[From July Issue 2013]


Mt. Fuji, located between Shizuoka Prefecture and Yamanashi Prefecture, has been designated as a World Heritage Site. At 3,776 meters high, Mt. Fuji is Japan’s highest mountain and is known for the beautiful symmetry of its coned shape. Mt. Fuji appears to soar particularly high because there are no other tall mountains around it. Its majestic appearance has made it an object of spiritual worship for Japanese as well as an inspiration for artists. According to UNESCO, the mountain is a symbol of Japan, blending religious and artistic traditions.

Mt. Fuji was not registered as a natural heritage site, but as a cultural heritage site. Since ancient times Mt. Fuji has been regarded as an object of worship, so there are many shrines around its base as well as one on the top. Many people climb up to the summit. The highlight for them is to see the sunrise from the summit. During the summer climbing season, it is as crowded as streets of Tokyo.

Since the view of Mt. Fuji changes daily and each moment has its own particular beauty, some photographers take photos of the mountain every day. They shoot a variety of different scenes, such as “diamond Fuji,” with the sun rising from its summit, and “upside down Fuji,” of the mountain reflected in a lake. In the Edo period, artist KATSUSHIKA Hokusai drew the famous “36 Views of Mt. Fuji” which included “Red Fuji.” Mt. Fuji has always inspired artists.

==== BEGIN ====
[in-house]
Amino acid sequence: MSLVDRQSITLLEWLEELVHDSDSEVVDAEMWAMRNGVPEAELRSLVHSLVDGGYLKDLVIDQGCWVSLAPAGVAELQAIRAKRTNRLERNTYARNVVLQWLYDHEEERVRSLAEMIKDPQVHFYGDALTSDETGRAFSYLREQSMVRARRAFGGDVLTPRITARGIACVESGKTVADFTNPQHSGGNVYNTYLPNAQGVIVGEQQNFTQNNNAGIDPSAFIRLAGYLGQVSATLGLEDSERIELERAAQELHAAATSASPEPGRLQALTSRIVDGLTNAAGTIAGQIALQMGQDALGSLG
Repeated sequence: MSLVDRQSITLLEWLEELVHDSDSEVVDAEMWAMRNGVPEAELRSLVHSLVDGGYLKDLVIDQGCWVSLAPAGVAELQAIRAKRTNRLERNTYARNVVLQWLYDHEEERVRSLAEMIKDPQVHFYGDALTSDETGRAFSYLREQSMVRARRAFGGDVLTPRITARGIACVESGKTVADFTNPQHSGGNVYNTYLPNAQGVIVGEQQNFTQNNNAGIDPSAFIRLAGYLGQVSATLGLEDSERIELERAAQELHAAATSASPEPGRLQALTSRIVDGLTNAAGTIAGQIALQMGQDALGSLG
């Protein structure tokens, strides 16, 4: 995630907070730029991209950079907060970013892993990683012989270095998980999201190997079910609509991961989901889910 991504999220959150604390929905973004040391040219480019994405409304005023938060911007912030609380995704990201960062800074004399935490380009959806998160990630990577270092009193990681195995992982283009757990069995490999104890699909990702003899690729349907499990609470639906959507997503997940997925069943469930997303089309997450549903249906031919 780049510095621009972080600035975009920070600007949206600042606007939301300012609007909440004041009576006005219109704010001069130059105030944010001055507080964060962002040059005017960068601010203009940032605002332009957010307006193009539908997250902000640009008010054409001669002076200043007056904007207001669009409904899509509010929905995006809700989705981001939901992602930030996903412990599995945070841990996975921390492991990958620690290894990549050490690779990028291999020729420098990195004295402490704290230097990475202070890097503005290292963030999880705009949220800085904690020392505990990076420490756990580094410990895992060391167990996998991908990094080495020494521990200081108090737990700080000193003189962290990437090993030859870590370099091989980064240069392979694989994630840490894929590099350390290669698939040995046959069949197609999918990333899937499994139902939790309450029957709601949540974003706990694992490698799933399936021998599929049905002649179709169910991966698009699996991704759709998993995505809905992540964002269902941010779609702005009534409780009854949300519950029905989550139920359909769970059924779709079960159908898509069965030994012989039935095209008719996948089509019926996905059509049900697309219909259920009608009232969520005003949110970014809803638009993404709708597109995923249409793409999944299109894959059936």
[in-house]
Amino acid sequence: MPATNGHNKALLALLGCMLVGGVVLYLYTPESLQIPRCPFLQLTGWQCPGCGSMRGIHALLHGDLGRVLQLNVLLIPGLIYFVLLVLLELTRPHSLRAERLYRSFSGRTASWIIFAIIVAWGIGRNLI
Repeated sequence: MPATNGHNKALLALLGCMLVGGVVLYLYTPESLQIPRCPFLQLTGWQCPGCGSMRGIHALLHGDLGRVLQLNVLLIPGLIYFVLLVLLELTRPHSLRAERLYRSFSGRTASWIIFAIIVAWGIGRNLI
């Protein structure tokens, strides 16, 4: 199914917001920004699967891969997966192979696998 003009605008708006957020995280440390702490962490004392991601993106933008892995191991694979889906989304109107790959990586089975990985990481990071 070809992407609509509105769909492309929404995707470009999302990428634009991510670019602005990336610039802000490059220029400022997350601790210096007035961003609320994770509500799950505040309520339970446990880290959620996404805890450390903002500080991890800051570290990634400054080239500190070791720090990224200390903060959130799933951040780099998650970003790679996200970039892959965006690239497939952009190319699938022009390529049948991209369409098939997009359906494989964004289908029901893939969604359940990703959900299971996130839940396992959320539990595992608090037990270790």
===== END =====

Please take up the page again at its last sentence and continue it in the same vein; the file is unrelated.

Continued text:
Many people say that Mt. Fuji is more beautiful when it is viewed from a distance. There are some superb spots from which to view Mt. Fuji at resorts such as Hakone and Enoshima. “Miho no Matsubara” in Shizuoka Prefecture is known as one of the most beautiful spots from which to view Mt. Fuji and has been designated as one of “New Three Famous Sites of Japan,” and as one of the “Three Scenic Pine Groves of Japan.” It was requested that it be considered to be part of Mt. Fuji in the application for world heritage designation. Though since it is located 45 kilometers away from Mt. Fuji, it was excluded.

Although Kamakura applied at the same time as Mt. Fuji to be registered as a cultural world heritage site, its application was rejected. Located in Kanagawa Prefecture, next to Tokyo, Kamakura was the location of the feudal government from the late 12th to 14th century, in spite of this, there was insufficient evidence to prove its universal cultural significance. Japan now currently has 17 registered World Heritage sites: 13 cultural and four natural.

Uneasy Aspect of Mt. Fuji

Mt. Fuji is a volcanic mountain and might possibly erupt in the future. The last eruption occurred in 1707. This eruption created a large crater and lump (Houeizan) on the base.

At the foot of the mountain there are five lakes, but recently the water level has fallen. Some people say that this is a sign that there will be an earthquake or an eruption, but this cannot be verified.

Since there are so many climbers, garbage dropped on mountain trails has been a problem. However, it is likely that this will improve now it has been registered as a world heritage site.












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